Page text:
Raw, noun: 13. unrefined sugar, oil, etc.


This morning I woke up to find Nob Hill blanketed in fog. My heavy eyelids and heavier head stumbled into the kitchen pantry in pursuit of that morning cup of comfort, only to find an empty container with a few teasing grounds, not even close to enough for one pathetic cup. In yesterday afternoon's adventures I'd forgotten to pick up another bag of grounds at the Ferry Building. So here I was, groggy, exhausted, craving that rich warm java smell filling up my flat on a cold and foggy Monday morning off, and there was nothing. Torture!

So I threw on a wraparound sweater and pulled a cloche low over my eyes and trudged out to the corner market for some java. Threw down some cash, plodded back up the hill (so much steeper sans-caffeine), cracked it open and poured some into the waiting filter. And voila! Breathing again.

Serious drama at the coffee-less Rach household this morning. So it was only appropriate to hit up Salon for my morning fix and find this little interview about Michaele Weissman's newish book on specialty coffee, God In A Cup. Love it. The article's a little high-maintenance for my tastes; I mean, who really gives a shit about these frou-frou $130 beans? But Weissman's talk of third waves and craft and aromatics and whatnot is interesting nonetheless. Not unlike the doting attention given to wine in these parts. And Weissman addresses the problematic question of whether Fair Trade is really so fair after all.

For me, good coffee is less about the bitterness or aroma or whether the beans were shipped in from Guatemala this morning or ground before my eyes ten seconds ago; it's more about the moment and the place and the scent and the memory; the jagged edge of the mug from that cafe in Vienna where Marx used to write with Engels, or the tattered paper cup from the gas station in Illinois where I used to stop for a midnight jolt when doing the long drive from Nebraska to Delaware, or the lingering French Press at that dimly-lit restaurant after dinner with that mysterious man, name long forgotten, or the Folgers Instant Brew sipped hungrily in the weak light of an Edinburgh morning reading the Guardian while the mice scurried along the baseboards, or now, the early ritual that starts my day with quiet and reading and a splash of cold soy as I look ahead to what's coming in the next several hours and catch up on the news from the world.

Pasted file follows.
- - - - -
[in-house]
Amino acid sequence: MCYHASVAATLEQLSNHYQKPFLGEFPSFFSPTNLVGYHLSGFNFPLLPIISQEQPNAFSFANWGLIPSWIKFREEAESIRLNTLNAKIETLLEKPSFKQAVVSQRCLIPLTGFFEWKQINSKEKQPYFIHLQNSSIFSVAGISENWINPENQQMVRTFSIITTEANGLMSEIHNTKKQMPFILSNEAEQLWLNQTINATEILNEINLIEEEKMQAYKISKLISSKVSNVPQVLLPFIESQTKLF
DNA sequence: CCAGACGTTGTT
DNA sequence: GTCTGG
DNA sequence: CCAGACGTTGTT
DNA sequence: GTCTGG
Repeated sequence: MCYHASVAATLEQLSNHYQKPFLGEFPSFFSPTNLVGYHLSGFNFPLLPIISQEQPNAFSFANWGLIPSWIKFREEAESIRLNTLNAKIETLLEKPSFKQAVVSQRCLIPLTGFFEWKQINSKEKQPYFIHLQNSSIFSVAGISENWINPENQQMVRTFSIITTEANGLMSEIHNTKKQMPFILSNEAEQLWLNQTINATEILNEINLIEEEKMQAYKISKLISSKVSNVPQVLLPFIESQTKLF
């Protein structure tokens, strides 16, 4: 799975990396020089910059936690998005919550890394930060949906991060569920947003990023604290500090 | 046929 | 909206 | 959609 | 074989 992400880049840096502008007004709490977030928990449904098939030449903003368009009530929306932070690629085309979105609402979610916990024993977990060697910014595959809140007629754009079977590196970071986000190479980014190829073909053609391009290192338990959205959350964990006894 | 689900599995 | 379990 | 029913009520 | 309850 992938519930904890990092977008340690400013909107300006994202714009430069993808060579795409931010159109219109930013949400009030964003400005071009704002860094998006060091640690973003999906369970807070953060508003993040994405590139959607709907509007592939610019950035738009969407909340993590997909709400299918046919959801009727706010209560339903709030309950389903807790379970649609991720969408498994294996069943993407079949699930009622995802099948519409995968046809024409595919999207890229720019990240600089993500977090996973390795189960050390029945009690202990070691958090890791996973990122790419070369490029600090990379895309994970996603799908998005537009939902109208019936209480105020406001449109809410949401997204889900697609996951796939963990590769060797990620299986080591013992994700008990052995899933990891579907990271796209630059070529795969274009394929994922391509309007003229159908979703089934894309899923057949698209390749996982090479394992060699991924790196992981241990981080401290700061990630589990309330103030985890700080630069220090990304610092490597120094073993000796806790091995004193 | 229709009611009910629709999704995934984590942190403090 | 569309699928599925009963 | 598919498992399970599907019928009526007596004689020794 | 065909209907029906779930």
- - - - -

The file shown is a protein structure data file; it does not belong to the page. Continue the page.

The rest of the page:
Wish I didn't love it like I do. But I do. So bring on the java.

Good to the Last Drop (Salon.com)

Comments

Heidi said…
I now know that coffee is the real love of my life. What else could possibly make me so happy each and every single day?!

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